A Minnesota writer invents new words to help us process our collective malaiseJan 01, 2022 07:57AM ● By Editor
This might just be us at Minnesota Now, but we suspect 2021 did not turn out the way anyone thought it would when it began one year ago. It’s been a shifting, tangled year — one that started with hope and is ending in a muddle.
We might label the emotion we’re feeling “disappointment” or “frustration,” or we might say we‘re “crestfallen.” But John Koenig likely has an even better word to offer.
Koenig, a Minnesota author, recently wrote a book called “The Dictionary of Obscure Sorrows” based on his popular blog of the same name. In it, he comes up with new words for emotions that we don’t usually have the language to express. Koenig joined host Cathy Wurzer to discuss the power of words and examine some of his creations.
Use the audio player above to listen to the full conversation or read an edited transcript below.
I've always been fascinated by language. A part of it is because I grew up in Geneva, Switzerland, at an international school surrounded by dozens of different languages and nationalities.
Whenever you get a sense of a new word — like in Danish, there's a word, “hygge,” which means a kind of coziness — whenever you get a sense of a new word like that, it expands your perspective. And I just love that effect. So I decided with this book to expand the language myself.
Yeah, I love words. And so whenever I come across something, I squirrel it away. With this book in particular, I tend to rip apart parts of speech from foreign languages and recombine them. It's a very collage-like process. There's a deep respect for words, but there's also a respect for the fact that, essentially, words are an art form, and they should be played with and kept alive in that way. That's what I've tried to do here.
I don't know if your pronunciation is correct or not. There are no rules here. To me, funkenzwangsvorstellung is a noun for “the primal trance of watching a campfire in the dark.”
Exactly. “Spark obsession.”
Definitely. I think, when a feeling is inexpressible, when we have trouble describing it to people, it feels twice as deep and twice as painful. And so when you have a word to express something — even if it's a kind of isolation, or a measure of the inexpressibility of language itself — if you have a word, you can untangle the tree roots, get at the core of what you're feeling and share it with someone else.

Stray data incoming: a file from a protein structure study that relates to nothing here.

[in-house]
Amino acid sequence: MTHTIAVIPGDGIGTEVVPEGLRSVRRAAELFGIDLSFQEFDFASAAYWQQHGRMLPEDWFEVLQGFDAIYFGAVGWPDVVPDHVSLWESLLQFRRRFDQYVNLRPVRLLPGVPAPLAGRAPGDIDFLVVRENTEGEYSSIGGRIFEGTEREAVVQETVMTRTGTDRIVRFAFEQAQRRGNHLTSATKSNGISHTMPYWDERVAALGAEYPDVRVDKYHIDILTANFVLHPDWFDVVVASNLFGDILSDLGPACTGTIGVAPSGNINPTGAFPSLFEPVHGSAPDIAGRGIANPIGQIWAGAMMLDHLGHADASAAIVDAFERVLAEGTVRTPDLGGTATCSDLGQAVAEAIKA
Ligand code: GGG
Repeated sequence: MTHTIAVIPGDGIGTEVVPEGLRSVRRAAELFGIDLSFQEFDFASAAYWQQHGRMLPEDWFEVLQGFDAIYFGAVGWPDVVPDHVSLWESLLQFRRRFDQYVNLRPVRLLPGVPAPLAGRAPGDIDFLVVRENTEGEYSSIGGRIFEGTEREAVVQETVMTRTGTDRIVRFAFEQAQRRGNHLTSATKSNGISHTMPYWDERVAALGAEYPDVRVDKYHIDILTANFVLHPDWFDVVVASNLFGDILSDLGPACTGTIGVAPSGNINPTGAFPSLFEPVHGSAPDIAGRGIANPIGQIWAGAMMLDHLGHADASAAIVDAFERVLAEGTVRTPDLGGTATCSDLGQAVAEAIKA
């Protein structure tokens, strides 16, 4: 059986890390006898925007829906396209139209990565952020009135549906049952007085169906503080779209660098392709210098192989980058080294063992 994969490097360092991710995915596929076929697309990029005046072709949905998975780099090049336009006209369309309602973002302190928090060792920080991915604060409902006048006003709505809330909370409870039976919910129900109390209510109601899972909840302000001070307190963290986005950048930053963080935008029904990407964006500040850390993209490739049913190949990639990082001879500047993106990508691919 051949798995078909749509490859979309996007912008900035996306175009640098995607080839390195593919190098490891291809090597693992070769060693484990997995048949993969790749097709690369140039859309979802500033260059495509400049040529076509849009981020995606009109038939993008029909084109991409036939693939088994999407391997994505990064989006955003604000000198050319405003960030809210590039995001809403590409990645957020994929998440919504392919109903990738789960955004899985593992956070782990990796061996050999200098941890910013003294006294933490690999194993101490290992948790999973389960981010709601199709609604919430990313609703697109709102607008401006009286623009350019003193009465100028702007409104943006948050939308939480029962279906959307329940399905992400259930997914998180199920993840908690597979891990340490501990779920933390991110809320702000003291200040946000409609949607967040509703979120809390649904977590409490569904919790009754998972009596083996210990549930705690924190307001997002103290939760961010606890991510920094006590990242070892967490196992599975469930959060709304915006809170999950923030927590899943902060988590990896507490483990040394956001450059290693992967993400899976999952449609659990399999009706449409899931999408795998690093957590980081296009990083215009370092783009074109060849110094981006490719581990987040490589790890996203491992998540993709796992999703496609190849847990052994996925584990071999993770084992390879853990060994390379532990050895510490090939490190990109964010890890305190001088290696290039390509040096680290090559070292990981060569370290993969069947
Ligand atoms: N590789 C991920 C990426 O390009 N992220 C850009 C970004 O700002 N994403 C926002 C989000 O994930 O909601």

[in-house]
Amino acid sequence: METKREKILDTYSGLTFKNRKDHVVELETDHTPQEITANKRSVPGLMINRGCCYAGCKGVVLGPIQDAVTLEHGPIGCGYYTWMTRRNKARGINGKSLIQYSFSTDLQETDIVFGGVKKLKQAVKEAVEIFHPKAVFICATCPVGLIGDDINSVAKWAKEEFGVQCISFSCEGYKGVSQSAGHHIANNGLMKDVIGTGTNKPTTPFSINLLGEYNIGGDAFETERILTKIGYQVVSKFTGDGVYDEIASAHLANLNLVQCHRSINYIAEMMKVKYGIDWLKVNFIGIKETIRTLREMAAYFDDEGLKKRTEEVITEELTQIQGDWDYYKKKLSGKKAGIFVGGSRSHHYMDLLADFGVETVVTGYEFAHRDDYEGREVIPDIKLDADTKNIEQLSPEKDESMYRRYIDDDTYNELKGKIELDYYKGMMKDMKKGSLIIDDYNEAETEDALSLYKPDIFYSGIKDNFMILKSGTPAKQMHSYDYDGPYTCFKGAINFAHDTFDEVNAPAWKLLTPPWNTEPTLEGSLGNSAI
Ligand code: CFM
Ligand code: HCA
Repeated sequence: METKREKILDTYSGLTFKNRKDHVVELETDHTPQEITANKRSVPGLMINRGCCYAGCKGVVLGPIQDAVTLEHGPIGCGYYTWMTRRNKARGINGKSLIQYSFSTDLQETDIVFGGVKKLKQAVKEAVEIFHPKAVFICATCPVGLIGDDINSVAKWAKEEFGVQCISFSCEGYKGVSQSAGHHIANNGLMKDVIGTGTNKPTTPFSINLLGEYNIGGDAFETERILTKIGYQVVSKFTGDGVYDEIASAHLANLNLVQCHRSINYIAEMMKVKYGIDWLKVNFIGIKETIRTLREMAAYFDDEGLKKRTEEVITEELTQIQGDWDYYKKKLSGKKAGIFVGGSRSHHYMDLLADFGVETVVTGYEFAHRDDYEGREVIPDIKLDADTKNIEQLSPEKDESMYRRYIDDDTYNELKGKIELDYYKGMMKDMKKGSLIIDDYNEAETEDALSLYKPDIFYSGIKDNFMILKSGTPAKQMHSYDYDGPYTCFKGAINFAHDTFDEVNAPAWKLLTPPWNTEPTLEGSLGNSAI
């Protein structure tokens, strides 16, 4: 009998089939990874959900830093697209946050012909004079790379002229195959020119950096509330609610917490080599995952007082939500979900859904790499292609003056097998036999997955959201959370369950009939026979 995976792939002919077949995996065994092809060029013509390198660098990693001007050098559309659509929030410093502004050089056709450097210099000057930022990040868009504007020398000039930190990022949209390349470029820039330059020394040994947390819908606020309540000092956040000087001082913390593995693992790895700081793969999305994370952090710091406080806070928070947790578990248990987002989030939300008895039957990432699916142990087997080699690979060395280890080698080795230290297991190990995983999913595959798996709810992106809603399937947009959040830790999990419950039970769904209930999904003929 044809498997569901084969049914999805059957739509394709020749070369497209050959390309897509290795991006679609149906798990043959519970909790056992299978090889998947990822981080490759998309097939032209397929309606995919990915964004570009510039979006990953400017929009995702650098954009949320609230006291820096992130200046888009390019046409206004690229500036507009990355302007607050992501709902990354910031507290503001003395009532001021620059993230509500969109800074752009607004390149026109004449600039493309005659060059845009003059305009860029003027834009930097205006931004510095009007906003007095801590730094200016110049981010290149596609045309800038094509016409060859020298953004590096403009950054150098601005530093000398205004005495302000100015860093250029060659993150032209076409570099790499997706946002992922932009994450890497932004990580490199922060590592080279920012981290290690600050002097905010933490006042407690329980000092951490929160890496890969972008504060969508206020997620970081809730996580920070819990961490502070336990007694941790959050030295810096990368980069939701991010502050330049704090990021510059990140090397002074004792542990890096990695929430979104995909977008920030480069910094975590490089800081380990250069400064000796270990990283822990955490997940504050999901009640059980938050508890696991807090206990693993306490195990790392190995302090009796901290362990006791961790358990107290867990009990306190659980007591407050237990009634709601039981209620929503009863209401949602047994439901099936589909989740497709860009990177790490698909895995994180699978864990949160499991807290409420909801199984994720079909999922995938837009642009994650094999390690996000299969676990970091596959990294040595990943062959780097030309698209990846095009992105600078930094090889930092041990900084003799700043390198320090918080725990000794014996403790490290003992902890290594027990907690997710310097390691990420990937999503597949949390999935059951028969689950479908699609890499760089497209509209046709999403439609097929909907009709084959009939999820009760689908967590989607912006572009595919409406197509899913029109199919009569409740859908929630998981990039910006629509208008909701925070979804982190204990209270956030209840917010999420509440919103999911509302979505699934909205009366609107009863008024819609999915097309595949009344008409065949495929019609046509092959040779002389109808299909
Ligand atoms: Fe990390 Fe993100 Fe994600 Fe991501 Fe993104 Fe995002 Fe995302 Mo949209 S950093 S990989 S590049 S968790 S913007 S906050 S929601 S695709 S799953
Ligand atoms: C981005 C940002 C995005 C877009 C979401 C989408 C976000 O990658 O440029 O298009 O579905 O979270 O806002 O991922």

I've gotten a lot of emails from psychologists who say there's actually quite a solid science here, where if you put a word to a feeling, that can help neutralize it and give you a sense of control.
Kenopsia is “the eeriness of places left behind” — when you're walking through a house when you're just about to move out, or a school hallway in the evening, and it's usually bustling with life but now lies abandoned and quiet. All your memories of that place are infused with activity and voices and bustling people, but suddenly the lights are off and there are echoes in the halls. It's a chilling feeling. It's as if we're haunting an old house that we used to live in.
I think it could help us connect with each other in ways that we tend to struggle with. There's a word in the book that I think has spoken to a lot of people: “sonder.” Sonder is “the awareness that every random passerby, all around you, is the main character of their own story, even though to you, they seem like extras in the background of your story.”
There's an entire universe of connections with thousands of other people that you'll never be able to see. I think that speaks to something really fundamental about our lives. We're all wrapped up in our own daily comings and goings, but we're surrounded by other people who are living lives just as vivid and complex as our own.
That's what I think language has the power to do if we pour ourselves into it and try to add meaning to the words that we use. We can share what's going on inside our heads and not just be extras to each other but main characters.
I think when the pandemic finally ends, we're going to look back on this period with a perspective that we’re utterly unable to anticipate, so I’m thinking of the word “dés vu”. It's “the awareness that this moment will become a memory.”
If the pandemic subsides next year, we'll look back on this time — just the intensity of daily life — with a sense of nostalgia, even, that seems impossible to imagine. We'll mourn everything we've lost, but we'll also celebrate certain quirks of this period that we're unable to perceive right now. That idea fascinates me.
[Laughs] Not at all. One of my favorite activities is trying to hash out a feeling with my wife, bouncing ideas off of her. And that's the definition of a good conversation. So I think people are used to it by now.
I think we all have an opportunity to add to the language. It's really not that hard. And I think we have a responsibility to define ourselves for who we really are. So if we can have more conversations in which we share how we're feeling and try to pin it down with each other, I think that's very welcome.
To listen to the audio version of the interview and read related stories, follow this link to the MPR News website. https://www.mprnews.org/episode/2021/12/30/a-minneapolis-writer-invents-new-words-to-help-us-process...